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Infectious Agents and Cancer

, 8:42

Clinical oncology

Abstract

BackgroundAmong men in the U.S., prostate cancer is the most common cancer and the second leading cause of cancer death. Despite its prevalence, there are few established risk factors for prostate cancer. Some studies have found that intake of certain foods-nutrients may be associated with prostate cancer risk, but few have accounted for how intake and metabolic factors may interact to influence bioavailable nutrient levels and subsequent disease risk.

Presentation of the hypothesisThe composition of the gastrointestinal GI microbiome may influence metabolism of dietary compounds and nutrients e.g., plant phenols, calcium, choline that may be relevant to prostate cancer risk. We, therefore, propose the hypothesis that GI microbiota may have a markedly different composition among individuals with higher prostate cancer risk. These individuals could have microbial profiles that are conducive to intestinal inflammation and-or are less favorable for the metabolism and uptake of chemopreventive agents.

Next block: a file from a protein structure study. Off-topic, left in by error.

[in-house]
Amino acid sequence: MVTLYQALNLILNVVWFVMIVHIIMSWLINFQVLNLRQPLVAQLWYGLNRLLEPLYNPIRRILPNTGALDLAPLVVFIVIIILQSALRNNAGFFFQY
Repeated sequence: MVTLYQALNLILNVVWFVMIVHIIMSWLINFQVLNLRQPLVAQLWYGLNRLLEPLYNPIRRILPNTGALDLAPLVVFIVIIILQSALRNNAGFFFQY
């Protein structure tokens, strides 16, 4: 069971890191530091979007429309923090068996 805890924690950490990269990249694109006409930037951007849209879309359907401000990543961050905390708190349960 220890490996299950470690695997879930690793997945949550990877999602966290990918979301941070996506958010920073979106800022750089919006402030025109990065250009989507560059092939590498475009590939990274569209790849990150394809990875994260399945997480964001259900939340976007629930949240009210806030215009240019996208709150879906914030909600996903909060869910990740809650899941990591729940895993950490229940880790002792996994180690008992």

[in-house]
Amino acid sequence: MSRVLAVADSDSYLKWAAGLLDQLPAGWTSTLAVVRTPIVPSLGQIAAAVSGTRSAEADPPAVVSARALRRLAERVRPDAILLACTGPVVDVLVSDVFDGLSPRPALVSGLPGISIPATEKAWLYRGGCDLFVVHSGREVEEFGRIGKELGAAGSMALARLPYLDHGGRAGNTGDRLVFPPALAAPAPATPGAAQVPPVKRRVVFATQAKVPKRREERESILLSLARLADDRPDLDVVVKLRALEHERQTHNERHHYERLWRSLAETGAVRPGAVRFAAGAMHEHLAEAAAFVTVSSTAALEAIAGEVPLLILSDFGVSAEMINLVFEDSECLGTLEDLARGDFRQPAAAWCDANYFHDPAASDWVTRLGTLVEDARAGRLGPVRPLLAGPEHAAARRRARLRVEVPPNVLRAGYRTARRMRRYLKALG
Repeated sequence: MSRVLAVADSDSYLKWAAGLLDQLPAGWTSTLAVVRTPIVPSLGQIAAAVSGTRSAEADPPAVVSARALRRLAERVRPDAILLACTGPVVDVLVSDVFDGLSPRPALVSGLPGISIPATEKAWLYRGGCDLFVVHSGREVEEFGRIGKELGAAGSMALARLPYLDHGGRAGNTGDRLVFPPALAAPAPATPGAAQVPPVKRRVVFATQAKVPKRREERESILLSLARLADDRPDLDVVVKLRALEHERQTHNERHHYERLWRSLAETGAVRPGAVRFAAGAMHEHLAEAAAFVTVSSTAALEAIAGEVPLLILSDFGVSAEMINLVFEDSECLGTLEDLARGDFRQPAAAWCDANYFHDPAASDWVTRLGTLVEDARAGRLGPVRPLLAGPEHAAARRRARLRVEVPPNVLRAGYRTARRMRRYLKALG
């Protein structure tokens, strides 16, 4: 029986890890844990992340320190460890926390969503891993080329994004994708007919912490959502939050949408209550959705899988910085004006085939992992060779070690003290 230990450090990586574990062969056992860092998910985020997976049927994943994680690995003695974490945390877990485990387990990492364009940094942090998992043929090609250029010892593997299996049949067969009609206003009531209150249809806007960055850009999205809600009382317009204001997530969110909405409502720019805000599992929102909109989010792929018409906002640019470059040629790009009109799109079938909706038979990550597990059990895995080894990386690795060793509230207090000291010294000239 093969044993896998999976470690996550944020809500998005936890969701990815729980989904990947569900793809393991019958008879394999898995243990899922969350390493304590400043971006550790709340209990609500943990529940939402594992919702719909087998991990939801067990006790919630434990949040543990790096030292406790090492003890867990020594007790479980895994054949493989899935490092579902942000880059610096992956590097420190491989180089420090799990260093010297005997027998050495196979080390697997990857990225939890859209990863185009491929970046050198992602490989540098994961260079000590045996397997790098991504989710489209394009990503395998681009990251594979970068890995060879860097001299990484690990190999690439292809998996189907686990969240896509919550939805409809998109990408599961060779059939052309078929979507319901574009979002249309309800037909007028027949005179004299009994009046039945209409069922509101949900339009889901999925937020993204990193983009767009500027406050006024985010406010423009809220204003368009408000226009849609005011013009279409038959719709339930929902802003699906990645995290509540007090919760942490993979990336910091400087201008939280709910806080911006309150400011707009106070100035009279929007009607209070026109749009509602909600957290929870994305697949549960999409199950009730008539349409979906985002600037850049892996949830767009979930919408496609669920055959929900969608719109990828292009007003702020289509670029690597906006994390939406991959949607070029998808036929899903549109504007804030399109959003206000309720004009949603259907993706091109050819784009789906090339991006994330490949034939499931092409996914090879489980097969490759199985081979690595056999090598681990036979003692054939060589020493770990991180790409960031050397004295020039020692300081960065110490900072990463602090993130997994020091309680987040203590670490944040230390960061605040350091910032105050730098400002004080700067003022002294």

Testing the hypothesisBecause very little preliminary data exist on this potential association, a case–control study may provide valuable information on this topic. Such a study could evaluate whether the GI microbial profile is markedly different between three groups of individuals: healthy men, those with latent prostate cancer, and those with invasive prostate cancer. Any findings could then be validated in a larger study, designed to collect a series of specimens over time.

Implications of the hypothesisGiven the plethora of information emerging from the Human Microbiome Project, this is an opportune time to explore associations between the microbiome and complex human diseases. Identification of profiles that alter the host’s risk for disease may clarify inconsistencies in the literature on dietary factors and cancer risk, and could provide valuable targets for novel cancer prevention strategies.

KeywordsHuman microbiome Metagenome Prostate cancer Metabolic process  Download fulltext PDF



Autor: E Susan Amirian - Joseph F Petrosino - Nadim J Ajami - Yanhong Liu - Martha P Mims - Michael E Scheurer

Fuente: https://link.springer.com/







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